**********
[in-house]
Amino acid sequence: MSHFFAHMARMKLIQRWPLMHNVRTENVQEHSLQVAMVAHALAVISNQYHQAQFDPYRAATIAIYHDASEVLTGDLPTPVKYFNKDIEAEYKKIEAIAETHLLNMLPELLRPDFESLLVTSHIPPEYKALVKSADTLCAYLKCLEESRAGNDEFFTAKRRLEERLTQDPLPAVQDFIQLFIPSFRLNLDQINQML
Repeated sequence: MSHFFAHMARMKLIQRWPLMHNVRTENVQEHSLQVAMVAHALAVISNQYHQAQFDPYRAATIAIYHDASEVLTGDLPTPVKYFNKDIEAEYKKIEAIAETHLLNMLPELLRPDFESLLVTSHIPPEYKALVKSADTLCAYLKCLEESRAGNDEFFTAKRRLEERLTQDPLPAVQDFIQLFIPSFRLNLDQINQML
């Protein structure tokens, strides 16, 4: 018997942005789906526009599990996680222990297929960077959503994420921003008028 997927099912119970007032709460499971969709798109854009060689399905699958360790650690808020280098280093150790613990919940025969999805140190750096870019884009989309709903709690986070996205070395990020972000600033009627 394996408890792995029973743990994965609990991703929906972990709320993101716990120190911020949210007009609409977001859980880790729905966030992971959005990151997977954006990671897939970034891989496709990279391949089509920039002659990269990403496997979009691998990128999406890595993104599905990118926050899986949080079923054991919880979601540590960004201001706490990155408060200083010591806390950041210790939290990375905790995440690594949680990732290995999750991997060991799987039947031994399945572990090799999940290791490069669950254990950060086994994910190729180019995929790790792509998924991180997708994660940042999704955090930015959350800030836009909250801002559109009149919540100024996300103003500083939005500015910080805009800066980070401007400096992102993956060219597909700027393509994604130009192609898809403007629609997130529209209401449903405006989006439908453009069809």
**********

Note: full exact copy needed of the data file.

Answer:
[in-house]
Amino acid sequence: MSHFFAHMARMKLIQRWPLMHNVRTENVQEHSLQVAMVAHALAVISNQYHQAQFDPYRAATIAIYHDASEVLTGDLPTPVKYFNKDIEAEYKKIEAIAETHLLNMLPELLRPDFESLLVTSHIPPEYKALVKSADTLCAYLKCLEESRAGNDEFFTAKRRLEERLTQDPLPAVQDFIQLFIPSFRLNLDQINQML
Repeated sequence: MSHFFAHMARMKLIQRWPLMHNVRTENVQEHSLQVAMVAHALAVISNQYHQAQFDPYRAATIAIYHDASEVLTGDLPTPVKYFNKDIEAEYKKIEAIAETHLLNMLPELLRPDFESLLVTSHIPPEYKALVKSADTLCAYLKCLEESRAGNDEFFTAKRRLEERLTQDPLPAVQDFIQLFIPSFRLNLDQINQML
């Protein structure tokens, strides 16, 4: 018997942005789906526009599990996680222990297929960077959503994420921003008028 997927099912119970007032709460499971969709798109854009060689399905699958360790650690808020280098280093150790613990919940025969999805140190750096870019884009989309709903709690986070996205070395990020972000600033009627 394996408890792995029973743990994965609990991703929906972990709320993101716990120190911020949210007009609409977001859980880790729905966030992971959005990151997977954006990671897939970034891989496709990279391949089509920039002659990269990403496997979009691998990128999406890595993104599905990118926050899986949080079923054991919880979601540590960004201001706490990155408060200083010591806390950041210790939290990375905790995440690594949680990732290995999750991997060991799987039947031994399945572990090799999940290791490069669950254990950060086994994910190729180019995929790790792509998924991180997708994660940042999704955090930015959350800030836009909250801002559109009149919540100024996300103003500083939005500015910080805009800066980070401007400096992102993956060219597909700027393509994604130009192609898809403007629609997130529209209401449903405006989006439908453009069809």